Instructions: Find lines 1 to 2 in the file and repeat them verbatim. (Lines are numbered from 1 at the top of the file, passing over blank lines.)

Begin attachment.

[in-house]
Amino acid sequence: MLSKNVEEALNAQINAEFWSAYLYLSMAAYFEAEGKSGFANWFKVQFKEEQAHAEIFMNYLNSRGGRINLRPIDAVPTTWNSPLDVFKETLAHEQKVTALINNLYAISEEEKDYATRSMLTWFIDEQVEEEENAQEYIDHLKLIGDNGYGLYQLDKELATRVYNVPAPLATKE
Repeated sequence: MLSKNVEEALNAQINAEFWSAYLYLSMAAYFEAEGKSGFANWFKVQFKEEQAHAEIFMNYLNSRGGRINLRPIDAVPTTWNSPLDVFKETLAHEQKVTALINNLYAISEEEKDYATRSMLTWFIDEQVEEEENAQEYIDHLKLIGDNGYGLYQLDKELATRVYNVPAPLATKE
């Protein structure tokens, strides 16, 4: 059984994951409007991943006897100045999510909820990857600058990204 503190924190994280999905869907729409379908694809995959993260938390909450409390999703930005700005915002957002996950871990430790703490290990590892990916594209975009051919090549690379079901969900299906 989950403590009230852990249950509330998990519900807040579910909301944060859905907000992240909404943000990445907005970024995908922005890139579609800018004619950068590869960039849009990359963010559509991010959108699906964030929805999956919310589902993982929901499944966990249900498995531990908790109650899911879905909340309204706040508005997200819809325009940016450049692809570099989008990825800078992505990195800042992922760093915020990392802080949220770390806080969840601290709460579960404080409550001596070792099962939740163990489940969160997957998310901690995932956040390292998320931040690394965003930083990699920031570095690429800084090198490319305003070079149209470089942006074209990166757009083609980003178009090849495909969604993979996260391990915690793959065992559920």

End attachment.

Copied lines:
[in-house]
Amino acid sequence: MLSKNVEEALNAQINAEFWSAYLYLSMAAYFEAEGKSGFANWFKVQFKEEQAHAEIFMNYLNSRGGRINLRPIDAVPTTWNSPLDVFKETLAHEQKVTALINNLYAISEEEKDYATRSMLTWFIDEQVEEEENAQEYIDHLKLIGDNGYGLYQLDKELATRVYNVPAPLATKE